Canada’s Passenger Protection Regulations: More Bark Than Bite

Last year Transport Canada introduced a slew of regulations to protect passengers’ rights, among them legislation that mandates that an airline must compensate its customers in the event of a flight delay that is not beyond their control, often referred to as an act of God such as unforeseen weather conditions as in the case of a volcano eruption, or war.

The regulations set out the guidelines for compensation. The amount is dependent on the size of the airline and the duration of the delay.: CAD400/125 (USD301/95) (large/small airline) for 3 to 6 hours, CAD700/250 for 6 to 9 hours, and CAD1,000/500 for 9+ hours. It is not clear precisely where the diving line is, but that’s a small matter.

Courtesy Getty Images

The spate of complaints from some passengers who flew on Air Canada and their flights were delayed for as long as more than nine hours but whose applications for compensation were rejected by the airline only show how right skeptics were right from the start. There is more bark than bite in Transport Canada’s good intention.

Some WestJet passengers too have complained about similar situations.

Airlines continue to have the upper hand and know they can easily escape the clasp of the rule when they alone can decide the reason for delay, which can be as vague as due weather or security which most travellers would not question or know any better since safety must remain take precedence above all else.

The problem is implementation and monitoring, and the authorities must be the arbiter and hold the airline responsible where they have to be satisfied that the delay is due to circumstances beyond an airline’s control. Leaving the airline to fudge the real reason so as to avoid paying compensation to affected passengers is making a mockery of the regulations.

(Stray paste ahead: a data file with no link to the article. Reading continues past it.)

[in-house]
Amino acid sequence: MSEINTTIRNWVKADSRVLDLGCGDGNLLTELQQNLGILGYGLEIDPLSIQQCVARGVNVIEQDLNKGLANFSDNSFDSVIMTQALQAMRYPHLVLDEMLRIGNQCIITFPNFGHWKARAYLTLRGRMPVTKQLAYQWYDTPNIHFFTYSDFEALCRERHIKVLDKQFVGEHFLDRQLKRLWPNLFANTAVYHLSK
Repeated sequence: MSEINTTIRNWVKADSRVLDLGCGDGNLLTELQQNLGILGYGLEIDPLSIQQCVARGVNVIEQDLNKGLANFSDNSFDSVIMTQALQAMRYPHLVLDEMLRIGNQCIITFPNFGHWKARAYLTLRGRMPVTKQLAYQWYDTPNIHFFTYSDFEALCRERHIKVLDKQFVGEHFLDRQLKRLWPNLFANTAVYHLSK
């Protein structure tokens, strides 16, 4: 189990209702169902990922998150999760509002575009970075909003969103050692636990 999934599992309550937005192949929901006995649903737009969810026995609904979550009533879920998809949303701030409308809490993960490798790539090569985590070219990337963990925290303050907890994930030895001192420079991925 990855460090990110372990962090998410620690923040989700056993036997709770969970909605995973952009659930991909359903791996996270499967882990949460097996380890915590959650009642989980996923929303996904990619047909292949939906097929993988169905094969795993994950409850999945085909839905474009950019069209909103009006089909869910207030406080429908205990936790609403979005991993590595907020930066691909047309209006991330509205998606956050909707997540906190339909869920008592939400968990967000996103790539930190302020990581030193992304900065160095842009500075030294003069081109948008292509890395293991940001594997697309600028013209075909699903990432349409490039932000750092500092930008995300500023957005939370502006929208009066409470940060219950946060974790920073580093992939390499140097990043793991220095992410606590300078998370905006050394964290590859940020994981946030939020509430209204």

While Air Canada spokesperson Peter Fitzpatrick told CBC News that it is the airline’s policy to abide by the regulations, how can its customers be assured of that or know if the airline has flouted the rule?

The problem is not a new industry problem. Other authorities that have introduced similar measures to ensure that passengers are fairly treated by the airlines have been inundated with complaints and become saddled with investigations. The European Union for one is known to have taken faulting airlines to task and fine them.

Will Transport Canada show its teeth to ensure that airlines act fairly? If honesty is the basis, then can they bring an airline to task for not being truthful? What recourse has the affected passenger? To begin with, the reason for delay as made known by the airline must be more than just a fuzzy due weather or security. Most passengers can accept an airline’s concern for their safety as good enough to live with the regrettable situation.

About Dingzi
Writer by passion, with professional expertise in aviation, customer service and creative writing. Aviation veteran with more than 30 years' experience, columnist, pubished author of fiction, poetry, plays and travel stories, editor and management consultant. Nature lover who abhors cruelty of any form to animals, and a tireless traveler.

Leave a Reply

Fill in your details below or click an icon to log in:

WordPress.com Logo

You are commenting using your WordPress.com account. Log Out /  Change )

Google photo

You are commenting using your Google account. Log Out /  Change )

Twitter picture

You are commenting using your Twitter account. Log Out /  Change )

Facebook photo

You are commenting using your Facebook account. Log Out /  Change )

Connecting to %s

%d bloggers like this: